Moreover, in the US, COVID-19 might be linked to heart infections in people who use drugs. Also, the virus could lead to a new problem: heavy drinking after getting infected.7

Causes and Transmission

Respiratory syncytial virus (RSV) enters the body through the eyes, nose, or mouth. It spreads easily through the air when infected people cough or sneeze near you.8 The virus can also spread by touching hard surfaces where it can live for hours. This includes things like countertops and toys.1

How RSV Spreads

RSV can spread through contact with infected respiratory droplets and by touching contaminated surfaces.8 It’s very easy to catch since it spreads even when the person with RSV has mild or early symptoms.1 The virus can remain active on hard objects for hours. This makes it likely to spread through toys, surfaces, and close contact with others.1

Contagious Period

An infected person is most contagious during the first week or so. But, infants and those with weakened immunity might keep spreading the virus even after feeling better. This could last for up to four weeks.1 RSV season starts in fall and lasts until the end of spring. Most cases happen during this time.1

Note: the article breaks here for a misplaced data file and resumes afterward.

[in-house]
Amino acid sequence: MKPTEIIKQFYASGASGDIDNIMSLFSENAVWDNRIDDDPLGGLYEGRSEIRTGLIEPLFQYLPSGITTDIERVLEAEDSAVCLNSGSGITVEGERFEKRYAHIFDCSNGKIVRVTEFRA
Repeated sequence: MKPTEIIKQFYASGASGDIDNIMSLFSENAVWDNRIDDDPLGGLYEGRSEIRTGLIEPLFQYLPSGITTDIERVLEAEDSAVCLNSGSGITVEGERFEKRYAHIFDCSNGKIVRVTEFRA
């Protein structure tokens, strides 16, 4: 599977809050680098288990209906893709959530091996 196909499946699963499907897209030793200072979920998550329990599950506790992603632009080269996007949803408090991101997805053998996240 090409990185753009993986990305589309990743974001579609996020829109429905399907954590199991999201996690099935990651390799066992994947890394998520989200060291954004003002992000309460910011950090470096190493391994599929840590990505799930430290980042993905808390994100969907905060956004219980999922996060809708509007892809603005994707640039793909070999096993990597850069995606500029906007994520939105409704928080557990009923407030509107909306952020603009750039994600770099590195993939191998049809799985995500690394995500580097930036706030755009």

how rsv spreads

Risk Factors for Severe RSV Infection

Some people are at higher risk of severe RSV infections. This includes infants, especially if they are premature or under 6 months old9. Kids with heart or lung problems, and those with weak immune systems also face high risk. Children with nervous system disorders are included, as well as adults who have heart or lung issues. Older adults, 65 and up, are at a greater risk too10.

Infants born premature, under 1500g, might have immune system issues9. If they’re born before 32 weeks, they could end up in the hospital due to RSV9. This premature birth can also lead to economic hardships for the families9.

Kids with bronchopulmonary dysplasia have a higher RSV infection risk. It’s crucial to focus on preventing and managing this group9. For children with heart issues, getting a medicine called palivizumab can help a lot9.

Preterm babies and those with ongoing medical problems are more at risk for severe RSV. Surprisingly, most severe cases happen in healthy, full-term babies11. Risk factors for these severe infections in healthy kids include being male, having a low income, having siblings or going to daycare, not being breastfed, being born small, and having a family history of allergic conditions11.